Painting with food
Tessa Traeger interviewed by Richard Krzyzak. Part 1 of ‘Plate camera’
Tessa Traeger studied at the Guildford School of Photography and Fine Art. She has tackled many different areas of work, including portraits, landscape and gardens, but food has been the central subject of her long career.
For sixteen years Traeger created the food pages for British Vogue magazine. She was also a pioneer in digital image manipulation using Paintbox.
Traeger is particularly interested in the provenance and origin of the food she photographs. She says, ‘Food is part of our culture and has the most fascinating history. You can learn a great deal about a country from its food.’
She has worked with all the major advertising agencies in London and Europe and her clients include Jasper Conran, Harvey Nichols, Jordan’s and Sainsbury’s.
Traeger has also exhibited regularly in Paris, London and New York, and her work is represented in the National Portrait Gallery and the V&A in London, the Bibliothèque National in Paris and the Metropolitan Museum of Art in New York. She works from her Devon home and from Rossetti Studios in Chelsea, where she has been based most of her adult life.
Picodon Cheese, 1996. Image from Tessa Traeger’s Voices of the Vivarais, 2010, which is a book, and was an exhibition at the Purdy Hicks Gallery. This long-running project documents the food producers of the Vivarais region in southeast France.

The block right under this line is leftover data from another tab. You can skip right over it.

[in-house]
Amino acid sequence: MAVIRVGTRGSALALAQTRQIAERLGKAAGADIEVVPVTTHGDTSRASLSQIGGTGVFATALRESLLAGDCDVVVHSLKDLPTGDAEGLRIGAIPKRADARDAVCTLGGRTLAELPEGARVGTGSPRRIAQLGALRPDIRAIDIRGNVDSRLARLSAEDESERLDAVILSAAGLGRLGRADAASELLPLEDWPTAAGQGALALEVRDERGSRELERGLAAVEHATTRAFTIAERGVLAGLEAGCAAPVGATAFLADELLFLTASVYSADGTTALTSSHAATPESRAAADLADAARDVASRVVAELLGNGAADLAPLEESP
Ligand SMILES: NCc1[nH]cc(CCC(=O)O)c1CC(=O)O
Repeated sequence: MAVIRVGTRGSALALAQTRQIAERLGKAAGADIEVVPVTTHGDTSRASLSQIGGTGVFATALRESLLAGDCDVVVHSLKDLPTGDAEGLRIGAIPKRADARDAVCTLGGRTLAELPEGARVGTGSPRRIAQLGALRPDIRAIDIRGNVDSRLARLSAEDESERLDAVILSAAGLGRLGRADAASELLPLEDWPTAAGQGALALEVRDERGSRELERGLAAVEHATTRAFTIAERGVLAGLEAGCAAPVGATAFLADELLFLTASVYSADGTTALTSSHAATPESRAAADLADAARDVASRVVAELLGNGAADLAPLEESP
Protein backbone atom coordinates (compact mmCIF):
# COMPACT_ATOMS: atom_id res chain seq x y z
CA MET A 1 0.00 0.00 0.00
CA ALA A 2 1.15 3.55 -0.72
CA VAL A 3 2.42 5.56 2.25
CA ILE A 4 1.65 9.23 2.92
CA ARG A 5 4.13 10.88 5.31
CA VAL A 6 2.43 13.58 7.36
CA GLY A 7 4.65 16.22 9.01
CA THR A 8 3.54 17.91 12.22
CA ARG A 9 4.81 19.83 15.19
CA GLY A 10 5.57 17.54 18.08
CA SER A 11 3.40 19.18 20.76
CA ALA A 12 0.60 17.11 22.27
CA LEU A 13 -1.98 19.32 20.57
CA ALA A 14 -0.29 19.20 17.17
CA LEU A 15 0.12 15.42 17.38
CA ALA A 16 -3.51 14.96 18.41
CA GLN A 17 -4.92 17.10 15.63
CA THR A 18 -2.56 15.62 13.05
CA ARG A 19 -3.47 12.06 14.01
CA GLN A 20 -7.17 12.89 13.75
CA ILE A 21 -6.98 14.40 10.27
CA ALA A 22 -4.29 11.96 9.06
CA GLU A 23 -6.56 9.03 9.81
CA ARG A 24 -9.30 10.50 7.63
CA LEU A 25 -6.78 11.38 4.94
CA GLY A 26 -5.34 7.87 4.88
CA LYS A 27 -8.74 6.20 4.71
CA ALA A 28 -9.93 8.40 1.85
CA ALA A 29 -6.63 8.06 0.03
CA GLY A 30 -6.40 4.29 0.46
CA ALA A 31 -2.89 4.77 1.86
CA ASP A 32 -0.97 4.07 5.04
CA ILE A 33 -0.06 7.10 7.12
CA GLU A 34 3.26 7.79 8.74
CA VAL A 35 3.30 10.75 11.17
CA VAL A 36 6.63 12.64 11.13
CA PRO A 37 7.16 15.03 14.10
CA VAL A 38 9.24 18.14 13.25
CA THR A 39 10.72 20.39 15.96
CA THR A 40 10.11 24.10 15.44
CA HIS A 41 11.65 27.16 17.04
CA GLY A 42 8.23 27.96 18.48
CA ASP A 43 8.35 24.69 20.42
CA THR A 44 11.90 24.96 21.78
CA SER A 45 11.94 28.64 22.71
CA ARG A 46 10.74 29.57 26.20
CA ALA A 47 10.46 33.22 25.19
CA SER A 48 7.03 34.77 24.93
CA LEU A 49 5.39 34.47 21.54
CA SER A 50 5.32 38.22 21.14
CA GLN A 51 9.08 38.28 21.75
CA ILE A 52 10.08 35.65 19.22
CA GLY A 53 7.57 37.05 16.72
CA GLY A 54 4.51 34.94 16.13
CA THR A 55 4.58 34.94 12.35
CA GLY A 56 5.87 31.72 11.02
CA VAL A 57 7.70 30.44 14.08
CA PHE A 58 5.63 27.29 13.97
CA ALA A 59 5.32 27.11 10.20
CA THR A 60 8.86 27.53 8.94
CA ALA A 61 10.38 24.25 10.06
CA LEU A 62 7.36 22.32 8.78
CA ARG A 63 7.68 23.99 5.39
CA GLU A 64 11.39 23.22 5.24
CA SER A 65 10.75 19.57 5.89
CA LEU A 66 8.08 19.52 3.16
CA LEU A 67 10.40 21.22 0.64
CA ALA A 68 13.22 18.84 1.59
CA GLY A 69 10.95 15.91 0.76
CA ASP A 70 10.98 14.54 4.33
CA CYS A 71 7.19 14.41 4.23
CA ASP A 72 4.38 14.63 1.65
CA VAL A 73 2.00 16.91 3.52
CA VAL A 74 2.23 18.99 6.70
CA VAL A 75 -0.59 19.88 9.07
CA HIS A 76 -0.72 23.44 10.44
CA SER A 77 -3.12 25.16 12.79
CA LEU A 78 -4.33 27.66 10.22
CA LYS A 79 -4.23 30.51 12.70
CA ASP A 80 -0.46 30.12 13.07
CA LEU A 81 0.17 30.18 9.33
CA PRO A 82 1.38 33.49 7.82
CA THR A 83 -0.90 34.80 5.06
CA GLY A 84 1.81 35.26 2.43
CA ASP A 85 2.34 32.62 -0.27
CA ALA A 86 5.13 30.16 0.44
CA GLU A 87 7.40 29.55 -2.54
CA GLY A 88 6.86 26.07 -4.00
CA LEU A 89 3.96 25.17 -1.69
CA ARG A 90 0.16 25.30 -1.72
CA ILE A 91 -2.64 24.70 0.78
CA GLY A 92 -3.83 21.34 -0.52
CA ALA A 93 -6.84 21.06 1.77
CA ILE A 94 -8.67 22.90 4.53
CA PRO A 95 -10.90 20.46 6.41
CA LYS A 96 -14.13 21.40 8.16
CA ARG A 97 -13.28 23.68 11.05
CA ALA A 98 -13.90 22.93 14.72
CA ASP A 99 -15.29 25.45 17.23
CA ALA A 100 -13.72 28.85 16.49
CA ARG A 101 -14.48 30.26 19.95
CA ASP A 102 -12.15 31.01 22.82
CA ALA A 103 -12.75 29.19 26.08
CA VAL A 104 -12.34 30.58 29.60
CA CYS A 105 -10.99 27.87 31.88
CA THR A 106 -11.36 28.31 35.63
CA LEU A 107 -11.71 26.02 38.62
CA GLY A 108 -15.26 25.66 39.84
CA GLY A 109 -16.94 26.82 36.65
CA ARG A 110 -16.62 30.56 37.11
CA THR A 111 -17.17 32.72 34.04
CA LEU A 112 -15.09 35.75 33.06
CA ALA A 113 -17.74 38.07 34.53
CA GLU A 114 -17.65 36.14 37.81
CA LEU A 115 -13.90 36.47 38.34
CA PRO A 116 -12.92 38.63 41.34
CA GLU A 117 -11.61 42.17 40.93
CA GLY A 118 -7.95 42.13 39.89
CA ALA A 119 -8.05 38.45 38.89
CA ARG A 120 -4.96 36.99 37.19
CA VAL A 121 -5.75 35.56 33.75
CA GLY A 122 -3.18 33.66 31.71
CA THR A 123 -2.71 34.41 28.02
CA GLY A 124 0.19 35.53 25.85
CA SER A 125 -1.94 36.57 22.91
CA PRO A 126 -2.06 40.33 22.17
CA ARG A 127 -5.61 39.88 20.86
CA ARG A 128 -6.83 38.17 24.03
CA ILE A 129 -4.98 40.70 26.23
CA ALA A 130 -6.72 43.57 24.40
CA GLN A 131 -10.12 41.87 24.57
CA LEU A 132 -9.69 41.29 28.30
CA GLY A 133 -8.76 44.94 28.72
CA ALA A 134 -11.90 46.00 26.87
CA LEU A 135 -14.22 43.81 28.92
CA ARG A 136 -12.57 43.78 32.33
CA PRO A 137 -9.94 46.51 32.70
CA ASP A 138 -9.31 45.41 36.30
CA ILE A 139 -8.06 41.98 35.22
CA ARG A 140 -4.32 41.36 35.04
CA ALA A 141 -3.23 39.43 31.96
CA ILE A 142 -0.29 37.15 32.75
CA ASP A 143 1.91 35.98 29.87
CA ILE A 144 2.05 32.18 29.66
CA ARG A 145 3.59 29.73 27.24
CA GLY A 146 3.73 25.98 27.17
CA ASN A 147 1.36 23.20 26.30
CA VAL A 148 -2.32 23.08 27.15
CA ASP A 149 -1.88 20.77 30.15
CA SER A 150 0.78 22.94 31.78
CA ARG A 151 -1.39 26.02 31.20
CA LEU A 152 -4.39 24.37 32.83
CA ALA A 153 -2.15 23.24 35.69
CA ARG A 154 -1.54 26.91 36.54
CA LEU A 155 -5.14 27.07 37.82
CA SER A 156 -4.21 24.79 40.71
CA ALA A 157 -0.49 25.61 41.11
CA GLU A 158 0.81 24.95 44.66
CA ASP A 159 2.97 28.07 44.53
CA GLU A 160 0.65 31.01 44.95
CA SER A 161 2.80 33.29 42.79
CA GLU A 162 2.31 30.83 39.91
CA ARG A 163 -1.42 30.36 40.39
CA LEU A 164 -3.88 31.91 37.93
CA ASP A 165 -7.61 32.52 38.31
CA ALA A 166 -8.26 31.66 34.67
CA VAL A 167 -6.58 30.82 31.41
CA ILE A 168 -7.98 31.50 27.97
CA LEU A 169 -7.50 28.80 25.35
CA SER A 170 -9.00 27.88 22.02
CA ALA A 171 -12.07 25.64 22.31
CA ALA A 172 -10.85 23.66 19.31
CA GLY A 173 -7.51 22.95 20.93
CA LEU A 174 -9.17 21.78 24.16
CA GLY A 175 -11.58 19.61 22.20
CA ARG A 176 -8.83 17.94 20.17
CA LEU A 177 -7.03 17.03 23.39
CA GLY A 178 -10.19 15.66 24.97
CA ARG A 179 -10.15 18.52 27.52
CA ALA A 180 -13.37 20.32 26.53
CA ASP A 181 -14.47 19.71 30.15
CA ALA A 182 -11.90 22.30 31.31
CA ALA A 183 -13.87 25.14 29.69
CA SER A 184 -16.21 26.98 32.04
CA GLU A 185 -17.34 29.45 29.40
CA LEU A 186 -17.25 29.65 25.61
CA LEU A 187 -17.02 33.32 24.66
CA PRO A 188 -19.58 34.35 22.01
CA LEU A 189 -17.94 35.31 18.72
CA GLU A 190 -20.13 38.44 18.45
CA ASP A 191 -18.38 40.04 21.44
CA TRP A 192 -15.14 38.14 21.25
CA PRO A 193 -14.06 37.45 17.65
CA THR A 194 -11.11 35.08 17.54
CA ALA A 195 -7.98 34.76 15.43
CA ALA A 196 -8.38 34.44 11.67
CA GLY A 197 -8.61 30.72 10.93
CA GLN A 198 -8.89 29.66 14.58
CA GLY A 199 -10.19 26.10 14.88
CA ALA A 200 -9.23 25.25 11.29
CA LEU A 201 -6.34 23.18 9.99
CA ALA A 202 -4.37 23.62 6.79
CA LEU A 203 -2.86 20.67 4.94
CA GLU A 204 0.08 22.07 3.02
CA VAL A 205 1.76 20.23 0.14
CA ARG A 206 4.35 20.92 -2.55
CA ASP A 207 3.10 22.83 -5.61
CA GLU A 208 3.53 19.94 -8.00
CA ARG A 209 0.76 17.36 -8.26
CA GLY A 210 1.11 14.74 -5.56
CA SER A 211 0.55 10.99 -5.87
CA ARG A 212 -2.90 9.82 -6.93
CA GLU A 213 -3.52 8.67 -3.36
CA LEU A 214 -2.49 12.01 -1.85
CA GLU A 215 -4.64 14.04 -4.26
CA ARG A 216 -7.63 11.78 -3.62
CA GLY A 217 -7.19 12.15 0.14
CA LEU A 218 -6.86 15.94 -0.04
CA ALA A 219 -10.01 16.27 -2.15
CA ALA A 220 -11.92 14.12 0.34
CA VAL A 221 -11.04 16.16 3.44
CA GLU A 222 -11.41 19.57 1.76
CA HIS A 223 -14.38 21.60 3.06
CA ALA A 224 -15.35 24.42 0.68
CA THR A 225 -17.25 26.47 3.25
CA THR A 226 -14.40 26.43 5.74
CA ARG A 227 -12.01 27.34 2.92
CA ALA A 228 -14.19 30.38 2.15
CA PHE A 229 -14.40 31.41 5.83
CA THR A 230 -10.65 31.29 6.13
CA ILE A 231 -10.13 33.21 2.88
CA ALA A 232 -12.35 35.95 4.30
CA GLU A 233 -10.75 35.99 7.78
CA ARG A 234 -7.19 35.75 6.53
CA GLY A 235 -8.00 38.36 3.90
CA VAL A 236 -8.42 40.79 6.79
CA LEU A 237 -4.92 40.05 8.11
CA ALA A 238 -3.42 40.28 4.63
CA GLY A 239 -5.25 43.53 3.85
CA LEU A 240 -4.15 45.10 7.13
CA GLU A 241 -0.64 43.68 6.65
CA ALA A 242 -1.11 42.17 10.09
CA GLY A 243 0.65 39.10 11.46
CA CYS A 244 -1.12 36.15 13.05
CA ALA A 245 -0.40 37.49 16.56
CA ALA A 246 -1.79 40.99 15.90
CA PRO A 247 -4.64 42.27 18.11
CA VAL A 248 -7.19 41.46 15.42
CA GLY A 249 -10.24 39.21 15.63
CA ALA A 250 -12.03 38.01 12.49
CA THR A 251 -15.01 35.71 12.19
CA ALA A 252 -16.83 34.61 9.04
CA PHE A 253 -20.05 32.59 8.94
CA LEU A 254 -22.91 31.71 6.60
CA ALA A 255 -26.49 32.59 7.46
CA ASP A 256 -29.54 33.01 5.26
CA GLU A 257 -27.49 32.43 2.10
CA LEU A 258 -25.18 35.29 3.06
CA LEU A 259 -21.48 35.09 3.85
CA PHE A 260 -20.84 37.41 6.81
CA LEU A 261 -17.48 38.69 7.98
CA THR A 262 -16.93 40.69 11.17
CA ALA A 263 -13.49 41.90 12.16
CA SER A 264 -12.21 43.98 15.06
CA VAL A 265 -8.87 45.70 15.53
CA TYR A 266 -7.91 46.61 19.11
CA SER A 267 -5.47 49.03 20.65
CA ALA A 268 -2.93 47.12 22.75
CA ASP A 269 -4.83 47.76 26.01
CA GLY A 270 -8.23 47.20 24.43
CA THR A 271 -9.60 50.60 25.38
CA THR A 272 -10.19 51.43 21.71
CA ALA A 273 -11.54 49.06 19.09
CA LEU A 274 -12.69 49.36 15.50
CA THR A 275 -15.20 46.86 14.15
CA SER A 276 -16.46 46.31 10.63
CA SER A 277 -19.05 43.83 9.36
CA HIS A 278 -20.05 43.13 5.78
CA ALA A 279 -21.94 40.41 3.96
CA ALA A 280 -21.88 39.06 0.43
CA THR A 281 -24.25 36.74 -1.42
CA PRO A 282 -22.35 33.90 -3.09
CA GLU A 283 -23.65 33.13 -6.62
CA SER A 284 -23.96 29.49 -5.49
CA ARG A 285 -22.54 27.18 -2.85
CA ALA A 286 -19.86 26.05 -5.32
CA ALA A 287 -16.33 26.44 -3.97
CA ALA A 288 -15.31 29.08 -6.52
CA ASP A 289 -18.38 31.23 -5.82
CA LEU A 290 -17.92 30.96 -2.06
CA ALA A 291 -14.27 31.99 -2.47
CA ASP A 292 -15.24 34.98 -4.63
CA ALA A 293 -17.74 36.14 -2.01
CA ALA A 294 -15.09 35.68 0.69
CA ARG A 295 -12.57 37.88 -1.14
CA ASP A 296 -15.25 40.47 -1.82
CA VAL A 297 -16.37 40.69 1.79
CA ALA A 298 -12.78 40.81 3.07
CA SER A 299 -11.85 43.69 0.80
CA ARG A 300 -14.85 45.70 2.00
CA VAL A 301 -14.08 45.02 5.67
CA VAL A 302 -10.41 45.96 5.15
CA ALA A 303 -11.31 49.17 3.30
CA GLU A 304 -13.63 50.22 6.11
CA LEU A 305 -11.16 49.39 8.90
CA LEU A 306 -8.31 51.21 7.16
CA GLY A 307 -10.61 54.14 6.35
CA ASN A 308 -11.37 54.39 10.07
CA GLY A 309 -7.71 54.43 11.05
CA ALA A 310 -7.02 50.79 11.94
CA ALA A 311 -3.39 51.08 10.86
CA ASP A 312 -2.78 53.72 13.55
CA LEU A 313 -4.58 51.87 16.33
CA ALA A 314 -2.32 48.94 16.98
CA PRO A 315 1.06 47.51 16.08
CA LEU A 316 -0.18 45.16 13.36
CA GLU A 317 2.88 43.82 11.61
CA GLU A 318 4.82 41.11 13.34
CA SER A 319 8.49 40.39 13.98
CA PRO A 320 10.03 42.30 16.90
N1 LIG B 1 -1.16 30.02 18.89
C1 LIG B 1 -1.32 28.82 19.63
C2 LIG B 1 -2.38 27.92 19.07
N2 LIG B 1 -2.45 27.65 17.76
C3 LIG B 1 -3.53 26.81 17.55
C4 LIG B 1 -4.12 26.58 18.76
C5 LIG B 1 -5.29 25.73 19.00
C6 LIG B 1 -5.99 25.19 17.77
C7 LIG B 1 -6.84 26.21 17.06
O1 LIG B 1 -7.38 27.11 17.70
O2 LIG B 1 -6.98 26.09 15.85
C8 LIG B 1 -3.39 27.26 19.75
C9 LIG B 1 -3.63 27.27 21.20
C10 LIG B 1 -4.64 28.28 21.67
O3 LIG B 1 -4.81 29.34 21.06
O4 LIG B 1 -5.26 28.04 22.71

Top: Spartan Apples, published in Vogue, 1983.
Richard Krzyzak: How did your interest in photography begin?
Tessa Traeger: I first encountered photography when I was thirteen.
My great-uncles, who lived in Tunbridge Wells, had a chemist’s shop and they taught me to use their plate camera and showed me how to develop films. This early enthusiasm led me to the photography course at Guildford, which was then run by Ifor Thomas and his wife Joy, both leaders in postwar photography education.
RK: What followed college?
TT: First I spent a year as an assistant to John Hedgecoe at The Queen (later Queen) magazine and then, thanks to a small inheritance at 21, I bought some cameras and set up as a freelancer.
RK: What started your fascination for photographing food?